From where I sit: Taking research a bit further…

20120802-141021.jpgI have been in public education for five years and I feel the constant need to analyze data almost daily. I know that sometimes data is a naughty word in education. However, I don’t always believe it to be so. I have worked in a few different fields. I started working at Dominos Pizza as a teenager and I worked with data there. At 16, I started as as a neighborhood knocker. We went to neighborhoods that had high order yields when we left coupons on their doors. We also analyzed orders and how often they came in and when they came in. That is using data and no one really poo poos that. It is good business.

I then worked for my dad in his business. He used data there to determine the amount of time it took me to clean an apartment or clean up a common area of an apartment complex. If we took too long he had to make changes or if we went too quick he had to check quality. Again, that was good business.

Then I worked at flower shop where I did all the accounts payable and receivable and that whole job was data. Who has paid their flower bills, who did not? When do most orders come in and from who? And what wire service do you use most? Or what credit card service do you use? Can we get certain things cheaper? I then carried a similar position with Delta Faucet eventually moving into customer service where I was responsible to handle point of purchase printed materials so I analyzed orders and shipments and usage there too. It is just good business.

The one thing that is different in my job now is that we are dealing in humans. We are placing data on humans which sometimes gives the false idea of manufacturing and this idea that we are manufacturing a learner and doer. And yes in a sense we are. But humans are so very complex that really that data is only a snap shot in time and in the next minute it can change. I see it daily and by the minute.

But what is important here is that I get my students who are almost considered adults to do something with the data they retrieve. A lot of my job is about teaching kids how to say the things they want to say. That may be in writing a research paper, a literary paper, a speech or a presentation. For so long that has meant finding statistics and and plopping them in a paper and citing it and then trying to explain it.

Well in my classes this semester I have taken it a step further. I chose to do this because you have too! Students can longer be prepared for college and/or jobs and just give someone an answer they found on google. That doesn’t work. They need to see rhetoric as more than a commercial or  putting words out into the universe. They need to understand why they are and how they are.


I have chosen to do that this year with infographics. I rolled it out with my student publications kids first because it is a smaller section of kids and I have a bit more freedom with the curriculum. The first part of our unit focused on what an infographic is and rhetorically analyzing so very many infographics. They loved the visual rhetoric and analyzing it. They truly became experts on the visual aspects of what appeals in an infographic, but in turn they also became experts at looking at the sources (or lack there of with some) from the creators of the infographics.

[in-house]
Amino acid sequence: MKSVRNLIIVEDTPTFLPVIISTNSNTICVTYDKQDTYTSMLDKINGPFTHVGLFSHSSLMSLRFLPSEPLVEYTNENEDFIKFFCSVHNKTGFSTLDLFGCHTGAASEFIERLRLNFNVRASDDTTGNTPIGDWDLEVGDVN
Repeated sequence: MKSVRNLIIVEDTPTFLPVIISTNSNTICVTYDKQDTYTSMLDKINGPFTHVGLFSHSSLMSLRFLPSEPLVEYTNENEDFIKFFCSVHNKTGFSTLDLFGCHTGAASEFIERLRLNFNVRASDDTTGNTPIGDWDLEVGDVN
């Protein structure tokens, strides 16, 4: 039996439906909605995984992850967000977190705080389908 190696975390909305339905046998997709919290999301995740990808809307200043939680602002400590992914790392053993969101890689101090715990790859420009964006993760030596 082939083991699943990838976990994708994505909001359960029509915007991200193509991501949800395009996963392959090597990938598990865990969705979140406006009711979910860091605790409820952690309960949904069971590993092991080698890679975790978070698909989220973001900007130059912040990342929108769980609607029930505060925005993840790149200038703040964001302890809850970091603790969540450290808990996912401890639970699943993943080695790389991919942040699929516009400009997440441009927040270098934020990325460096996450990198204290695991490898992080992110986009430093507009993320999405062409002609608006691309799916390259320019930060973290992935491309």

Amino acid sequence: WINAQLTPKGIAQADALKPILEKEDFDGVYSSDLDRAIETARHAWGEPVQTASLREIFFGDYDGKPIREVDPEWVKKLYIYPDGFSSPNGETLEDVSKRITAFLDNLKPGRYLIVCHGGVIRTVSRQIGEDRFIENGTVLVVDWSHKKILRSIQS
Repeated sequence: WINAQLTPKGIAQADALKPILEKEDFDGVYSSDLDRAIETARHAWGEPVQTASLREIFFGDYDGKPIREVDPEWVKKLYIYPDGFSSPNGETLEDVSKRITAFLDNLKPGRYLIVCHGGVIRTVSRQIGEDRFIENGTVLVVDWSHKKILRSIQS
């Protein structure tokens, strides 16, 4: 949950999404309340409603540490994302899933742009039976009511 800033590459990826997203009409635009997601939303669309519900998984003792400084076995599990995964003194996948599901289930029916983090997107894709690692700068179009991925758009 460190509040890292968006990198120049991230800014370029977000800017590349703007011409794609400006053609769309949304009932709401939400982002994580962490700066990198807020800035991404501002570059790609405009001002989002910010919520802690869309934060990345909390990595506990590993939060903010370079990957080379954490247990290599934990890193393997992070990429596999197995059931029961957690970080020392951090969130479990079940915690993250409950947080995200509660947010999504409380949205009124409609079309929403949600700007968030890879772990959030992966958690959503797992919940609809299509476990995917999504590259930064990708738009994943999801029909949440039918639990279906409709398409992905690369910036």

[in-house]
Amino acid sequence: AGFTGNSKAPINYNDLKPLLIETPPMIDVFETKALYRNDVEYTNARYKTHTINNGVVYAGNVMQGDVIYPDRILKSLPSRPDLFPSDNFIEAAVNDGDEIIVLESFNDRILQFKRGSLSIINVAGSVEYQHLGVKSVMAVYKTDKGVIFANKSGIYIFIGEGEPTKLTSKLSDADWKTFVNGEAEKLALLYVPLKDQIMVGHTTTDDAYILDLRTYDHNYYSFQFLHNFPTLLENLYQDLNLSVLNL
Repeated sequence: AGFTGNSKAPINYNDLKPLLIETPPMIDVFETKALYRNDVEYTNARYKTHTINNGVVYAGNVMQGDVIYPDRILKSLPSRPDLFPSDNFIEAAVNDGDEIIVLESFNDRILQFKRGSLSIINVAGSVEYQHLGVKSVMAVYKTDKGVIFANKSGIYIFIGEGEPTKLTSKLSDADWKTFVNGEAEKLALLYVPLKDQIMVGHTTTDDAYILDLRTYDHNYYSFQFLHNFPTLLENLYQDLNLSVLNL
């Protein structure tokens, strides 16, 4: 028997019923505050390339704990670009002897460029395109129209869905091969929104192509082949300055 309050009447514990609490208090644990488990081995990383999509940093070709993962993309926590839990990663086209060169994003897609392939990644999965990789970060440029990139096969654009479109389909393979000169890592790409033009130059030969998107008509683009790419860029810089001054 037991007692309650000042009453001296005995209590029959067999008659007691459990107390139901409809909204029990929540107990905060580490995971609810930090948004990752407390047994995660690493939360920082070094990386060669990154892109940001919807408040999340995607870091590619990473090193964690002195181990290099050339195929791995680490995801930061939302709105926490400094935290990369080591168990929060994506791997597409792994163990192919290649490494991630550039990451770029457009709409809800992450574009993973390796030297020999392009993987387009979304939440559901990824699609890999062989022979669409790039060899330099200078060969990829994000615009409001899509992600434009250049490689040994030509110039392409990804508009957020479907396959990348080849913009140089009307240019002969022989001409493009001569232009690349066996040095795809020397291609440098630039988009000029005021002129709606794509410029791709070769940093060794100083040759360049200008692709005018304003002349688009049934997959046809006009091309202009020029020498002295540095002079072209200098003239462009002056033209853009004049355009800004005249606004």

From there they had to do some sort of research on whatever they wanted. It had to be both primary and secondary research on their topic and then create an infographic containing their information. Essentially, they had to put words into action. Their critiques above assisted in creating amazing infographics. They were achieving something that they had no idea. They were not only analyzing data, but they finding their own data and doing their own primary research and thereby becoming the experts on their topics. The project was such a success that I know I want to carry it over into my other classes.

I know some people dog this generation of students with being lazy and I truly don’t believe that to be true. I think they are innovators and want to and can see more than the generations before them. For an analogy, they understand the research paper, but see it as 2 dimensional. They don’t just want that 2D version of research anymore. They want to see the 3D version.

Yes data is bad sometimes. I would never argue that when dealing with the real lives of students who bring all sorts of stuff to my classroom. But they also need to understand that data has a value. They just need to be shown that it is just a number. It is a point in time and represents that time and not them.


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